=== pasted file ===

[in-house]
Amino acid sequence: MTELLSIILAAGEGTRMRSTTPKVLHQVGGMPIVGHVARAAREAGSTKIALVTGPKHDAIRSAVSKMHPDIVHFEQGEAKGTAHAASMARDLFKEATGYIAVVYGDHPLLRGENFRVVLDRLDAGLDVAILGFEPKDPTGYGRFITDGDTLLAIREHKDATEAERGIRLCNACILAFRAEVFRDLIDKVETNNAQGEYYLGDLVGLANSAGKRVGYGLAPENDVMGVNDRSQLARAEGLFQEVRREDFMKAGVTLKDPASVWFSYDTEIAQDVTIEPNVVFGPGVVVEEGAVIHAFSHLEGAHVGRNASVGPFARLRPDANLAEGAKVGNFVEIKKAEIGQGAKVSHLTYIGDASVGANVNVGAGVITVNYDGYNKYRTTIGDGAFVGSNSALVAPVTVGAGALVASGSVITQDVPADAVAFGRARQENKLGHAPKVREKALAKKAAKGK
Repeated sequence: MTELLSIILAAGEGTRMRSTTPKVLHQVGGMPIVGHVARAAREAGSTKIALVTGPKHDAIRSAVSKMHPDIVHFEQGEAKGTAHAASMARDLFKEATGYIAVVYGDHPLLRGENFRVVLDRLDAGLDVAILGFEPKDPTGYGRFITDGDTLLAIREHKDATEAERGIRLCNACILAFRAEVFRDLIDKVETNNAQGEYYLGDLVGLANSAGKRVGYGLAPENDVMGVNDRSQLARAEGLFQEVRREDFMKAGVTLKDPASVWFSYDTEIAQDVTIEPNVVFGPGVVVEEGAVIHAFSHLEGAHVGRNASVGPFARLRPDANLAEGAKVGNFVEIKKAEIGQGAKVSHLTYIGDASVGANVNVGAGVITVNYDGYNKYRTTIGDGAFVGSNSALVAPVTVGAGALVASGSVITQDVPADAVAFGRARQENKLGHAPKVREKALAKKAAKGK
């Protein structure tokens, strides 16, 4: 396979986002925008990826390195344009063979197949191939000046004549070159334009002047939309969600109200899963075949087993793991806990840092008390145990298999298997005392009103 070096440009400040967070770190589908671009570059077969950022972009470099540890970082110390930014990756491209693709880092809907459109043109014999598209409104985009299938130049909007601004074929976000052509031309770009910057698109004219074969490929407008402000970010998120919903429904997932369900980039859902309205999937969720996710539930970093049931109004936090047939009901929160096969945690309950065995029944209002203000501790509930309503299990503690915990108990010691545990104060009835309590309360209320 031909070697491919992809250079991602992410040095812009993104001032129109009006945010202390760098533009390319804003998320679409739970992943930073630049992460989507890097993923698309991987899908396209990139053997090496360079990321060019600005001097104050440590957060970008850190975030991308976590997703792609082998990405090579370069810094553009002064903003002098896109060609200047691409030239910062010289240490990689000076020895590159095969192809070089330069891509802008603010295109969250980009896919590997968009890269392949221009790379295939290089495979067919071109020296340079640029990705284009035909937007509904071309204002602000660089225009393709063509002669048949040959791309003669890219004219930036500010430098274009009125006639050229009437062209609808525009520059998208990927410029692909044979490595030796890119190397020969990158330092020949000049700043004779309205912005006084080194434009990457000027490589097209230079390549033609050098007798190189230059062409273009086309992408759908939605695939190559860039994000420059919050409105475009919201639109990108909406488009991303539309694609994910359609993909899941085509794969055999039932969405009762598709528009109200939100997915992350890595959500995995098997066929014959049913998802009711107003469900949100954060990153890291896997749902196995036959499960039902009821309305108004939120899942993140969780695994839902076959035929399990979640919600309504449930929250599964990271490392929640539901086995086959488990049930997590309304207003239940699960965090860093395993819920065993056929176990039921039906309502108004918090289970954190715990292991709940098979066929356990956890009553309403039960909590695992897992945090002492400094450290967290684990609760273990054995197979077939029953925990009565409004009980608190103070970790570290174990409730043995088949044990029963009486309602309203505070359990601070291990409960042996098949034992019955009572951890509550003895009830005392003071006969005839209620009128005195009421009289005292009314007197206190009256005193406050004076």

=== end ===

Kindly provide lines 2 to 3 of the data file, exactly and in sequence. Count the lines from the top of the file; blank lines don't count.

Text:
Amino acid sequence: MTELLSIILAAGEGTRMRSTTPKVLHQVGGMPIVGHVARAAREAGSTKIALVTGPKHDAIRSAVSKMHPDIVHFEQGEAKGTAHAASMARDLFKEATGYIAVVYGDHPLLRGENFRVVLDRLDAGLDVAILGFEPKDPTGYGRFITDGDTLLAIREHKDATEAERGIRLCNACILAFRAEVFRDLIDKVETNNAQGEYYLGDLVGLANSAGKRVGYGLAPENDVMGVNDRSQLARAEGLFQEVRREDFMKAGVTLKDPASVWFSYDTEIAQDVTIEPNVVFGPGVVVEEGAVIHAFSHLEGAHVGRNASVGPFARLRPDANLAEGAKVGNFVEIKKAEIGQGAKVSHLTYIGDASVGANVNVGAGVITVNYDGYNKYRTTIGDGAFVGSNSALVAPVTVGAGALVASGSVITQDVPADAVAFGRARQENKLGHAPKVREKALAKKAAKGK
Repeated sequence: MTELLSIILAAGEGTRMRSTTPKVLHQVGGMPIVGHVARAAREAGSTKIALVTGPKHDAIRSAVSKMHPDIVHFEQGEAKGTAHAASMARDLFKEATGYIAVVYGDHPLLRGENFRVVLDRLDAGLDVAILGFEPKDPTGYGRFITDGDTLLAIREHKDATEAERGIRLCNACILAFRAEVFRDLIDKVETNNAQGEYYLGDLVGLANSAGKRVGYGLAPENDVMGVNDRSQLARAEGLFQEVRREDFMKAGVTLKDPASVWFSYDTEIAQDVTIEPNVVFGPGVVVEEGAVIHAFSHLEGAHVGRNASVGPFARLRPDANLAEGAKVGNFVEIKKAEIGQGAKVSHLTYIGDASVGANVNVGAGVITVNYDGYNKYRTTIGDGAFVGSNSALVAPVTVGAGALVASGSVITQDVPADAVAFGRARQENKLGHAPKVREKALAKKAAKGK